When Thomas Merton was on his final journey he stopped off in Calcutta where he attended a conference and this meeting ended with a special closing prayer in which famously Merton said that we are all one in God. Appealing to those from different faiths and I would add those of none Merton I am sure would have included all living creatures in this. I don’t know if it’s to do with getting older but a couple of other people seem to be having the same experience. Perhaps it’s rather to do with the realisation of what we are losing – it’s a deepening appreciation of nature. Walking along the canal the other day it was deeply pleasurable seeing the kingfisher zooming past, the ducklings and two herons. All seemed to be so wonderful in their very existence.
At a recent talk on acknowledging that Christians are mammals too the speaker movingly spoke of a colony of eider ducks who whilst sitting on their nests were shot by a gunman. They were not taken for food just shot as literally sitting ducks. The speaker asked whether Christ was present in the suffering of the ducks as part of God’s creation. Over half those who were there thought that Christ would have wept and indeed does weep for the suffering of all God’s creatures. In other words love includes all of creation.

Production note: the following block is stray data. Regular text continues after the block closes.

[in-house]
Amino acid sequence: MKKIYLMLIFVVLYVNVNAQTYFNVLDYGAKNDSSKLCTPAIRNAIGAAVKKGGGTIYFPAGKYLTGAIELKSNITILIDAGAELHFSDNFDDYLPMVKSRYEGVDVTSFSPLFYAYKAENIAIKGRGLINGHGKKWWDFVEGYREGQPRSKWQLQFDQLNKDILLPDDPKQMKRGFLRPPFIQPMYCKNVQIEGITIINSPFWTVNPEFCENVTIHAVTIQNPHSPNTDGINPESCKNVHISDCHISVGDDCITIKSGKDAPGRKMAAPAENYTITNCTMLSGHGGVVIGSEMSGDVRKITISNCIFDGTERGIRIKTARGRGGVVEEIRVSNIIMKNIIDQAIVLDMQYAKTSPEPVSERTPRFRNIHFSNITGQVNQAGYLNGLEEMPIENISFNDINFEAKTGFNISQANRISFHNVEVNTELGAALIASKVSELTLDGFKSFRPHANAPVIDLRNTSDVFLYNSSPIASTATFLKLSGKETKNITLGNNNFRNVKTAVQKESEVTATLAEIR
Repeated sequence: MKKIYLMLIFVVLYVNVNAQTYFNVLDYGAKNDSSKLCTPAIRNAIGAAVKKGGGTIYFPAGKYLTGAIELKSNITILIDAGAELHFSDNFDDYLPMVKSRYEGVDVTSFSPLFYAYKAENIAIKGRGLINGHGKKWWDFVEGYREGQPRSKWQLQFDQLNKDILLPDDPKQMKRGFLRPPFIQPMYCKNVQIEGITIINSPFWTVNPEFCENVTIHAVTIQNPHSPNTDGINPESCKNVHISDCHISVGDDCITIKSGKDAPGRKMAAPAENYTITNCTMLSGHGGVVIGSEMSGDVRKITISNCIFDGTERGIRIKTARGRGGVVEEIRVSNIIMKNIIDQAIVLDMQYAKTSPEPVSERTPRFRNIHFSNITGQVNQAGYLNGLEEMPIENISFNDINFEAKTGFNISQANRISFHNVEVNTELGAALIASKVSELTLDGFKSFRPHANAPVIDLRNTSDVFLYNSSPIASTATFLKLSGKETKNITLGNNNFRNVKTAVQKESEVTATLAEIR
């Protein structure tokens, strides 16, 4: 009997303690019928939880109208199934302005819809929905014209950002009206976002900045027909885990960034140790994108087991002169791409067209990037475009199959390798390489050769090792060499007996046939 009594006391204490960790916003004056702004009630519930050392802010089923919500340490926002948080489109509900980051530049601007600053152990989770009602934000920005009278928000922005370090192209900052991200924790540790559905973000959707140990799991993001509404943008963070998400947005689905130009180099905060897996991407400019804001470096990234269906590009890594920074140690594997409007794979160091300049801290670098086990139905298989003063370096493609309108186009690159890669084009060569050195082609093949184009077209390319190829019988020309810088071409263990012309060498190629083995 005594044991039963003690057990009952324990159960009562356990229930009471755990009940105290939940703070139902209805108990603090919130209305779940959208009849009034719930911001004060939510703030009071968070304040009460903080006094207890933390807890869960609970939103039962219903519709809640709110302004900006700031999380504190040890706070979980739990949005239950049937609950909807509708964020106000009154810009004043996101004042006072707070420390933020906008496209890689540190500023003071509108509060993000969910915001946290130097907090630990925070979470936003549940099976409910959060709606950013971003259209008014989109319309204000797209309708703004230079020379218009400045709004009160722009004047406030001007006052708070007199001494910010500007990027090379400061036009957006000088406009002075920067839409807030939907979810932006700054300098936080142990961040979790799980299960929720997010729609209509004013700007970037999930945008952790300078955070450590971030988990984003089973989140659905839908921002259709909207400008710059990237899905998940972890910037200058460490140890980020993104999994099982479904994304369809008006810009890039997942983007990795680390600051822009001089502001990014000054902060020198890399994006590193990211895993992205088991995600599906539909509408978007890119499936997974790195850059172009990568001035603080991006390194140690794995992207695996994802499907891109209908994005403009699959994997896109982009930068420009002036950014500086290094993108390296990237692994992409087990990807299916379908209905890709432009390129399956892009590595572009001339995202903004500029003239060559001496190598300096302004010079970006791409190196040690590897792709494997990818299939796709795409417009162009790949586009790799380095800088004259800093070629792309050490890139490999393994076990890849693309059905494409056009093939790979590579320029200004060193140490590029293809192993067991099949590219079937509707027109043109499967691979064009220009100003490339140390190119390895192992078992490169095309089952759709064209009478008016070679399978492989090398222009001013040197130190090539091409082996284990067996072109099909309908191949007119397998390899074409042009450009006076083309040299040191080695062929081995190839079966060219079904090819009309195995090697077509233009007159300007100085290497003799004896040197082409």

see what Bonaventure thought:
Christ has something in common with all creatures. With the stone he shares existence, with the plants he shares life, with the animals he shares sensation, and with the angels he shares intelligence. Thus all things are transformed in Christ since in the fullness of his nature he embraces some part of every creature. –Bonaventure
And after all love is more important than religion with its limited vision and thinking.